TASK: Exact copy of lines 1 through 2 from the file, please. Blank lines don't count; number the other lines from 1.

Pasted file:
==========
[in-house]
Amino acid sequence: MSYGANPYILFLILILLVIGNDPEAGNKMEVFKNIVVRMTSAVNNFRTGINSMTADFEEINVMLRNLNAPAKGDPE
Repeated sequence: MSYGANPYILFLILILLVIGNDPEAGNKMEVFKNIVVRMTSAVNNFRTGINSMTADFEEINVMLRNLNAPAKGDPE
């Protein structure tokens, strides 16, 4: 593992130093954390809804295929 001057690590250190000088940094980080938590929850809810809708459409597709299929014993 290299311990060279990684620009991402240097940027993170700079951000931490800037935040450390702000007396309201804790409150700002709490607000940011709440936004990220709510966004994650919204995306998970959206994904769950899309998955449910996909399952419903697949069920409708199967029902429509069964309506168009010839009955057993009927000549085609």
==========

[in-house]
Amino acid sequence: MSYGANPYILFLILILLVIGNDPEAGNKMEVFKNIVVRMTSAVNNFRTGINSMTADFEEINVMLRNLNAPAKGDPE